This is the most fundamentally important point. Issues of equality, normalisation of sexual assault etc., all have some validity. But the more pressing issue is: how do we ensure the safety and security of women in a way that puts the choice in their hands, and empowers them against male sexual aggression? Education of men to respect women’s bodily autonomy is the only true solution – absolutely. But that process doesn’t occur over night. It takes generations. It may take the same amount of time as that needed for the older generation, with their sexual attitudes and mores, to die off, and a younger generation, taught from cradle to grave to respect women, to replace them. In the meantime, what should we do about the fact that women across our cities are being sexually assaulted on public transport?
Are female-only safe spaces on public transport merely a sticking plaster, in light of the above statistics? Yes, absolutely. Is it a real, long-lasting solution? No, absolutely not. Only by changing male behaviour can this problem be truly eradicated. Will it be effective in securing safety for women, often travelling in cities late at night? Yes, most probably. Can other ways, such as clamping down hard on men who behave in this way, and providing a 24-hr hotline for women to report sexual abuse, also be utilised? Of course.
The question of female-only carriages is a question of priorities. Would you prefer to have women without recourse to a safe-space while travelling late at night, when approached, leered at, intimidated and even sexually assaulted, all in the name of “equality”? What “equality” can there be with the statistics above? What does it mean to speak of equality in such an unequal situation? Do 31% of men aged 18-24 also receive unwanted sexual attention? Are 5% of men also victims of sexual assault? There is already inequality in these statistics: women are the victims of male sexual aggression; men are not the victims of female sexual aggression.
When we talk about “equality” between the genders, what do we really mean? Is equality of sharing the same space a more significant gain in equal rights, than a society in which women are not overwhelmingly sexually abused more than men? Surely, if rates of sexual harassment of women was as low as the rates of sexual harassment as men, and that came at the “price” that women were offered safe spaces at night, or on routes known for sexual harassment, wouldn’t that be a gain for equality in the real sense of the word, in those terms that matter most?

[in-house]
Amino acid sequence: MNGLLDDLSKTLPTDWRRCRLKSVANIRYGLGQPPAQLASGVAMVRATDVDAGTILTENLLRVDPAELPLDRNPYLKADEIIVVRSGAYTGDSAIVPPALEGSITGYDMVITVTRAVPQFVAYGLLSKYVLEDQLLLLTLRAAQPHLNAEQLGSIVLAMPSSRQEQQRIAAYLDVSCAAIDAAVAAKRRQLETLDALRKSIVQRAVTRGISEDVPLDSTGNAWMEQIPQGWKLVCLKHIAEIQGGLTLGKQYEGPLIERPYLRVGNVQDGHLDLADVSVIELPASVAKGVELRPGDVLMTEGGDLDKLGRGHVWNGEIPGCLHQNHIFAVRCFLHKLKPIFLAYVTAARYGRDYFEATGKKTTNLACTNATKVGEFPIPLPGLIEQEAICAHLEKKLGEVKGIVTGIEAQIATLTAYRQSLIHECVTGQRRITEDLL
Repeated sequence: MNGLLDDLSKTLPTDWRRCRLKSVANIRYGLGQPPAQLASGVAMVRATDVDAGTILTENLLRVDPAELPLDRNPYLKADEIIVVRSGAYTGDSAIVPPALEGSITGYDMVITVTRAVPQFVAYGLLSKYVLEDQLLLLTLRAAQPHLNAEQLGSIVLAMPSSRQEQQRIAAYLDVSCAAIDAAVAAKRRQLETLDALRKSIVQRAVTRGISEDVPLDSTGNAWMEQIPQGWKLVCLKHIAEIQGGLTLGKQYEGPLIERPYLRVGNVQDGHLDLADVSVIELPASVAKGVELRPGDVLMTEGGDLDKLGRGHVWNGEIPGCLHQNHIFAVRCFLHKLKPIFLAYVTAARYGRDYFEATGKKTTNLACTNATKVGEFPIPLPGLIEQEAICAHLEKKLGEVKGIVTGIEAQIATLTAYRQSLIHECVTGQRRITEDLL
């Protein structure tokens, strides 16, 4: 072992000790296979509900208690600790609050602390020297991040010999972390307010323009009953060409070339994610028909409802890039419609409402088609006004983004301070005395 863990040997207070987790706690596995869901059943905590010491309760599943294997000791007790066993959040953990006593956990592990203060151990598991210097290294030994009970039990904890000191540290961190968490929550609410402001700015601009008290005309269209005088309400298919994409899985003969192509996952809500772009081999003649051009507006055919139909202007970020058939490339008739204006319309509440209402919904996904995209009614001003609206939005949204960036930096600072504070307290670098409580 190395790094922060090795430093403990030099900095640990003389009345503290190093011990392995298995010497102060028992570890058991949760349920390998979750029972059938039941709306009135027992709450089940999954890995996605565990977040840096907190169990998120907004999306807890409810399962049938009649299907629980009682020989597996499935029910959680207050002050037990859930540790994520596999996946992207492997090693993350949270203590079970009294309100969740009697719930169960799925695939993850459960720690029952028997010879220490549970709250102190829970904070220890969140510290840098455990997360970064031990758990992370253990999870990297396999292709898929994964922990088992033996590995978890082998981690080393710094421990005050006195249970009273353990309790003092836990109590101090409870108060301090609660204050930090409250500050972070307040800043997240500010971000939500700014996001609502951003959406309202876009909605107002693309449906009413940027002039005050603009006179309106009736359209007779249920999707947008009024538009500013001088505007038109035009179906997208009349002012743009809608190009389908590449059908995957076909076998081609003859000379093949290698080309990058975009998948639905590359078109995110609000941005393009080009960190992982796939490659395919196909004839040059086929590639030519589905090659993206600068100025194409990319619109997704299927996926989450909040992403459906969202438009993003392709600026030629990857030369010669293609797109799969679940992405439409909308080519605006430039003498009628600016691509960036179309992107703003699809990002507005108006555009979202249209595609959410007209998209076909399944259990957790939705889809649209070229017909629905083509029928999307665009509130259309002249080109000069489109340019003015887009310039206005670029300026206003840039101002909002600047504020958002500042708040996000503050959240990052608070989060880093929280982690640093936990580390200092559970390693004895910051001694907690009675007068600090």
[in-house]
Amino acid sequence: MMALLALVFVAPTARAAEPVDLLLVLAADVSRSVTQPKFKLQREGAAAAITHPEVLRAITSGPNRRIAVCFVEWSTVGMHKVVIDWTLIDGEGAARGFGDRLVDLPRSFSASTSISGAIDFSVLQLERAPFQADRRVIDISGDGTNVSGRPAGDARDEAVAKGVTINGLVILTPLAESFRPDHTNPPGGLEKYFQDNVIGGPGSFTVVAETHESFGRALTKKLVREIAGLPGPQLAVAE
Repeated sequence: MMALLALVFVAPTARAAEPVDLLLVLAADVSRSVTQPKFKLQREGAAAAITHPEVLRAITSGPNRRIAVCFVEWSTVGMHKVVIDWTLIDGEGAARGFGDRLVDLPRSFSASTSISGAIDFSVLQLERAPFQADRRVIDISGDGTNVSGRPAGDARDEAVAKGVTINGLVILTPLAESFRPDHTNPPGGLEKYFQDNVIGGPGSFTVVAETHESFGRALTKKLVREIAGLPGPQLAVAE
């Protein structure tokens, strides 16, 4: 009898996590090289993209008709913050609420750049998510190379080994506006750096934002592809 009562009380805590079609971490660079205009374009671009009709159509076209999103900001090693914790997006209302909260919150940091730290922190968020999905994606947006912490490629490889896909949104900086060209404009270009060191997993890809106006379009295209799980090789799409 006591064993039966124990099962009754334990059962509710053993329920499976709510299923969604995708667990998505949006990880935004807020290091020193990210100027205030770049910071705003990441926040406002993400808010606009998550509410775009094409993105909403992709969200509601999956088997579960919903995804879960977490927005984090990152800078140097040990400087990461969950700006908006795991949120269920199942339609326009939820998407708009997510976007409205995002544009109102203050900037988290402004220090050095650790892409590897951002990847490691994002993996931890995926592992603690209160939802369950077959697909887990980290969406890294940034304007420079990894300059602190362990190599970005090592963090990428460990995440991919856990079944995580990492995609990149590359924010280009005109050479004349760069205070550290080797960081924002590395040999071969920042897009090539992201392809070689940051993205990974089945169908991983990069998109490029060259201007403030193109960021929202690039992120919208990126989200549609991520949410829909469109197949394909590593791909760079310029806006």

“To maintain the veneer of equality by claiming women-only carriages would undermine principles of egalitarianism, when the situation is that women are unequally and disproportionately the victims of male sexual aggression, is absurd.”
To maintain the veneer of equality by claiming women-only carriages would undermine principles of egalitarianism, when the situation is that women are unequally and disproportionately the victims of male sexual aggression, is absurd. Inequality is already here.
What you do about it is what matters.
Syed Muhammad Tahir Nasser is a writer moonlighting as a medical doctor. A co-founder of Rational Religion, he also serves as the science editor for the Review of Religions, one of the oldest English-language magazines on comparative religions. Tahir writes for national and online media, and is a speaker on University lecture circuits on issues relating to Muslim Youth and Islam in the modern world. He has written for Huffington Post, Patheos and the Guardian.